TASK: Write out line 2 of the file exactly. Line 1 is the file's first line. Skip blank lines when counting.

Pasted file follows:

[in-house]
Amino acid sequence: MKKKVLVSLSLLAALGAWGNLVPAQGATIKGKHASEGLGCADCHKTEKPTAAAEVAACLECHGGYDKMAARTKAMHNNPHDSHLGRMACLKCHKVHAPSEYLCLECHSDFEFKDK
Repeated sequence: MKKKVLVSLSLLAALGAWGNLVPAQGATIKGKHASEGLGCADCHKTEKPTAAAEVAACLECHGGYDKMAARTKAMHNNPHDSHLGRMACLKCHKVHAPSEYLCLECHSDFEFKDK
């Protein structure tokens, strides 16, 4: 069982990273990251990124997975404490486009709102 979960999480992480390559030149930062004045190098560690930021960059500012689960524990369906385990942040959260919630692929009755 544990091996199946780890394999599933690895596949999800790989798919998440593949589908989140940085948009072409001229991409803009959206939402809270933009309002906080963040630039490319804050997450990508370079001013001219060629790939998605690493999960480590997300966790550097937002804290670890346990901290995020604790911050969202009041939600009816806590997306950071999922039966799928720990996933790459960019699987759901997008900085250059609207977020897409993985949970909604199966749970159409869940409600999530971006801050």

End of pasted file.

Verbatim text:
Amino acid sequence: MKKKVLVSLSLLAALGAWGNLVPAQGATIKGKHASEGLGCADCHKTEKPTAAAEVAACLECHGGYDKMAARTKAMHNNPHDSHLGRMACLKCHKVHAPSEYLCLECHSDFEFKDK